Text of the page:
A significant percentage of the Libraries’ collections budget is now devoted to electronic resources, including electronic journals, databases and streaming content. Even so, about 150,000 new print titles are added to the shelves each year. Bringing these resources to students and faculty involves the work of a large, interdisciplinary team of librarians and technicians who apply their scholarly, technical, copyright and other specialized expertise to behind-the-scenes processes which facilitate acquisitions, discovery and access.
Photo description: Houman Behzadi (left) with Ksenya Kiebuzinski, Slavic Studies Librarian, Collection Development Department. Kiebuzinski selects Central-East European monographs for the Music Library.
Music Collection Development Librarian Houman Behzadi, who splits his time between the Faculty of Music Library and the 44-library system’s central Collection Development department, is one player on this interdisciplinary team. Using the deep subject knowledge he gained through graduate degrees and diplomas in music and information science, he selects sound recordings, music scores and scholarly publications—in the areas of musicology and music education, for example—for the library.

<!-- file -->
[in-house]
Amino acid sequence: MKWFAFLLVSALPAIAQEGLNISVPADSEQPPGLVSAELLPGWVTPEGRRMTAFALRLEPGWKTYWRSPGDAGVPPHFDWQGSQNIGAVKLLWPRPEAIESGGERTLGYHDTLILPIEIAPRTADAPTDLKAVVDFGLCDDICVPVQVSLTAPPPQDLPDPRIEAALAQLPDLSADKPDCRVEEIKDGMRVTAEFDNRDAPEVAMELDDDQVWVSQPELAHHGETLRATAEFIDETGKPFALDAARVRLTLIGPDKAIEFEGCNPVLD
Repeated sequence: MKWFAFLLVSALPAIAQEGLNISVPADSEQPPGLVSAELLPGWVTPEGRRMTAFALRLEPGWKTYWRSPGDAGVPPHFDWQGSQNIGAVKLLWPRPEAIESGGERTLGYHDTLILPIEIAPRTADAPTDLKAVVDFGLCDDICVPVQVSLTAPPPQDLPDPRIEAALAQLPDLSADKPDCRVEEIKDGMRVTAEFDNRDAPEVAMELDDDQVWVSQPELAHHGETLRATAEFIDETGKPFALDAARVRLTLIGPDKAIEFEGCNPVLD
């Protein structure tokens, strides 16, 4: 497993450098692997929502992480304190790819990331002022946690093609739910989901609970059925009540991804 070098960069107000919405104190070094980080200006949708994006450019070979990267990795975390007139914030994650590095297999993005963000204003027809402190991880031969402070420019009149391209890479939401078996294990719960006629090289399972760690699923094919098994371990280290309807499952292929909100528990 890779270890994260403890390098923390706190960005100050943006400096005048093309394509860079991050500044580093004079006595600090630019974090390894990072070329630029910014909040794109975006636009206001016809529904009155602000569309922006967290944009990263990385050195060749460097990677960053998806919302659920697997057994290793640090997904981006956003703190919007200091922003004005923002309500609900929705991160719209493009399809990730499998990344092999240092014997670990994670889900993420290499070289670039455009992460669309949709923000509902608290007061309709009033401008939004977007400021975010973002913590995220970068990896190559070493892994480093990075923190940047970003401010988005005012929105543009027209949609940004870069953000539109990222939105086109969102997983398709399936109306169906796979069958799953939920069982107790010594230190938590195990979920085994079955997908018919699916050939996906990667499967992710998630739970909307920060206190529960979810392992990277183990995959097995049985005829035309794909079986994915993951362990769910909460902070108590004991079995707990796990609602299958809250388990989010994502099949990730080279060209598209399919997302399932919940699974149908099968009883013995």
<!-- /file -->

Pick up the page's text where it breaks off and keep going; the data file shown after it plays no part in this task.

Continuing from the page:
Behzadi conducts this work using both new and long-standing techniques. For example, when UTL acquired Medici.tv this year—a collection of concerts, operas, ballets, documentaries, master classes, educational films and artist profiles—he began by studying the resource to determine the research value for U of T. He negotiated the cost with the publisher, which hinges on a variety of factors including the number of students at an institution and how many can simultaneously use the resource. The Libraries’ Digital Collections Librarian, Weijing Yuan, negotiated the licensing terms to assure the maximum use rights for our community of scholars. Behzadi then worked with the Information Technology Services department to make the resource available for streaming via our servers. As with all e-resources, ongoing maintenance is required after the initial purchase, as new items are added to databases by publishers, for example.
For print collections, a significant component of the work Behzadi and his colleagues conduct on a day-to-day basis involves working with vendors who, based on criteria developed by the UTL selectors, send hundreds of thousands of books to the library each year from mainstream publishers, where they are individually evaluated by librarians before they are added to the collection. Streamlining the collection process from major publishers allows librarians to spend more time carefully researching and collecting niche titles from small publishers, even travelling internationally to purchase rare, local material that would otherwise not be available to U of T researchers. This attention to detail is part of what makes UTL’s collections truly world class.
Photo description: Inside the University of Toronto Libraries’ Data Centre.